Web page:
Output power exceeds that of prior solid-state amplifiers operating above 110 GHz.
The figure shows two monolithic microwave integrated-circuit (MMIC) amplifier chips optimized to function in the frequency range of 90 to 130 GHz, covering nearly all of F-band (90 – 140 GHz). These amplifiers were designed specifically for local-oscillator units in astronomical radio telescopes such as the Atacama Large Millimeter Array (ALMA). They could also be readily adapted for use in electronic test equipment, automotive radar systems, and communications systems that operate between 90 and 130 GHz.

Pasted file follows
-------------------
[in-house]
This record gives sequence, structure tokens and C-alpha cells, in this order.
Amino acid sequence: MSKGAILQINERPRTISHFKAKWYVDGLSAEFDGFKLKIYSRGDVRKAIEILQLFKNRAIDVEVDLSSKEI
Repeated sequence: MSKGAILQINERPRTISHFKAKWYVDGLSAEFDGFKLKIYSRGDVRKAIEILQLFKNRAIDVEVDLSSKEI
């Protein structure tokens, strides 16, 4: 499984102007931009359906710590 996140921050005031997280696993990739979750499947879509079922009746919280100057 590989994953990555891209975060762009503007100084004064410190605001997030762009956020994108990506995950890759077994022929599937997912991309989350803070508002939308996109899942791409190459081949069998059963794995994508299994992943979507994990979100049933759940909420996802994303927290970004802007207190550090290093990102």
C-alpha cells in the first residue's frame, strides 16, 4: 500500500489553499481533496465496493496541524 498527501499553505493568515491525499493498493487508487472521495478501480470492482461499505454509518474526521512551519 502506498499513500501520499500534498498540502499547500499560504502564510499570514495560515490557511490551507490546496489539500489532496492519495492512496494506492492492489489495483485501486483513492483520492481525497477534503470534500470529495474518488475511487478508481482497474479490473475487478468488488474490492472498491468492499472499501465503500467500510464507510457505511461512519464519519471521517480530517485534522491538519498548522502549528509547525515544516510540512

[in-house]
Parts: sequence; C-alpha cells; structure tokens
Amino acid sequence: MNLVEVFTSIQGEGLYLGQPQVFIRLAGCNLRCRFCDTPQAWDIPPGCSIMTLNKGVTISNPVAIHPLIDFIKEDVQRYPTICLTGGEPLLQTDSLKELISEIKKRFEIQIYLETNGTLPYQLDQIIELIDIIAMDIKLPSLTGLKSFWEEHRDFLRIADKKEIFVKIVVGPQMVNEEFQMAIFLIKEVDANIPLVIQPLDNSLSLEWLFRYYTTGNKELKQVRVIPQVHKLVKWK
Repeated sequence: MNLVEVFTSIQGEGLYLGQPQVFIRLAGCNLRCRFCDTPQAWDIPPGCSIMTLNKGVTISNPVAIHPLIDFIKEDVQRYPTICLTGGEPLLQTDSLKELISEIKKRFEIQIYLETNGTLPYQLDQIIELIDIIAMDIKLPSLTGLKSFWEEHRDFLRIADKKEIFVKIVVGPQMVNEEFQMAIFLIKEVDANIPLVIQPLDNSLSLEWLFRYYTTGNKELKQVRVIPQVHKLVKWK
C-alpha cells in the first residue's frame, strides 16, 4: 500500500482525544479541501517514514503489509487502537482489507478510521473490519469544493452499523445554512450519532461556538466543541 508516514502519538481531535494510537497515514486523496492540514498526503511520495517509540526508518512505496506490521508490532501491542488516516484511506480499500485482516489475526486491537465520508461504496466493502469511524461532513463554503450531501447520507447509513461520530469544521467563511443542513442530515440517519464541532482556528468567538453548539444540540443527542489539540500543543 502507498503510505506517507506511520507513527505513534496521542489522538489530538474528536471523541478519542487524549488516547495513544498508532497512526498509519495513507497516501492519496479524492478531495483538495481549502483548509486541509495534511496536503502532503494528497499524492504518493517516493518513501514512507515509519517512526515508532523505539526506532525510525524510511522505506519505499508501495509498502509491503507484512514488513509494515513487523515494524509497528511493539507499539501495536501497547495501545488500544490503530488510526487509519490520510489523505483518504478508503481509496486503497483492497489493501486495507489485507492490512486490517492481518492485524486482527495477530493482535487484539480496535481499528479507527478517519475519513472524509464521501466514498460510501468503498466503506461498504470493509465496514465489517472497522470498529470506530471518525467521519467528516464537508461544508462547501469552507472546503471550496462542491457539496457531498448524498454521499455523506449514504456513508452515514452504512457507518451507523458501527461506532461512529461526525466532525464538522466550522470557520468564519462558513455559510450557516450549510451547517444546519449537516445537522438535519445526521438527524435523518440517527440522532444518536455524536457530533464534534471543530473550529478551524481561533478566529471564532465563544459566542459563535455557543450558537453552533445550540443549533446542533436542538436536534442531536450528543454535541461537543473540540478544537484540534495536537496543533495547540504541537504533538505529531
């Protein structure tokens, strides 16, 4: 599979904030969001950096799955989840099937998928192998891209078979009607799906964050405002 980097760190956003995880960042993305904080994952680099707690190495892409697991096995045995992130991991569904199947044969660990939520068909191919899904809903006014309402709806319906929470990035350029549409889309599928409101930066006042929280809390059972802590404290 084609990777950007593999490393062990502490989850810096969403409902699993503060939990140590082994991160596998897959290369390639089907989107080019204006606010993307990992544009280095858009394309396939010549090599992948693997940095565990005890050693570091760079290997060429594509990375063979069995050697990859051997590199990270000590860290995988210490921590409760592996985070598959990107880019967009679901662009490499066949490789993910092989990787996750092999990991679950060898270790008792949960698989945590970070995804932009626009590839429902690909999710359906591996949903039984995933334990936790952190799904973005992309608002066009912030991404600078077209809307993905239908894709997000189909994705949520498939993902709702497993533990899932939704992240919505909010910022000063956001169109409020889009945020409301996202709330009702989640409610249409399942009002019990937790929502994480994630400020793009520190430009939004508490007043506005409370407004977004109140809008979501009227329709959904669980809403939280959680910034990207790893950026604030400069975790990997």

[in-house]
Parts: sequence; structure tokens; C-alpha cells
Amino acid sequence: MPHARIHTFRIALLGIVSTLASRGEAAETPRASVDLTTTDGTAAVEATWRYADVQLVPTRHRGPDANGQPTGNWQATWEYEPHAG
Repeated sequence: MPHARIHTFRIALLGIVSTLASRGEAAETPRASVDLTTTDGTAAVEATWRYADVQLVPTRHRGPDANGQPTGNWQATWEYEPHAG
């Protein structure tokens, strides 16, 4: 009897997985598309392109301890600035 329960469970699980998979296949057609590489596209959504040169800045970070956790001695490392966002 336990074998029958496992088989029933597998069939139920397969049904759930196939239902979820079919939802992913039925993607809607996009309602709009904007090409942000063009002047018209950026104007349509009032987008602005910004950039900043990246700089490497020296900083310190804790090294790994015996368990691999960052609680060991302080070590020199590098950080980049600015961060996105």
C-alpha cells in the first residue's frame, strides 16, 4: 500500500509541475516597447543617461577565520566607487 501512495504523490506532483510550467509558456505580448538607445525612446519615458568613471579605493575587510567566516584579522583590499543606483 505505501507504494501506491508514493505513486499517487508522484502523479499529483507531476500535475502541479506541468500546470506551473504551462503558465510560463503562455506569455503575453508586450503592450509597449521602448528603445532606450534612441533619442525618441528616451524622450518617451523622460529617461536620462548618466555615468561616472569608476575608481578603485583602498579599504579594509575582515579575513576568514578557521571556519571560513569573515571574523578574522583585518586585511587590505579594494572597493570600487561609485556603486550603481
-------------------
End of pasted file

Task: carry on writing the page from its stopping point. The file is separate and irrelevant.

There have been many published articles about MMIC poweramplifier chips and modules that operate at lower frequencies in Wband (75–110 GHz). Such chips typically provide 50 to 300 mW of output power per 0.6 to 1.2 mm of gate periphery of the transistors on the chips, and contain either GaAs or InP high-electron-mobility transistors (HEMTs) or InP heterojunction bipolar transistors. The radio-frequency interconnections on such chips have been primarily made with microstrip transmission lines, which are particularly convenient for large eight-way powercombining networks. For higher frequencies, it may be more beneficial to use grounded coplanar waveguide transmission lines to avoid the added source inductances required in microstrip circuits to provide grounds for the transistors. The present 90–130 GHz MMIC amplifiers are products of an effort to increase the operating frequency of power amplifiers beyond W-band utilizing co-planar waveguide circuitry, while also increasing the number of transistors to be power-combined on a chip (and hence, the maximum output power).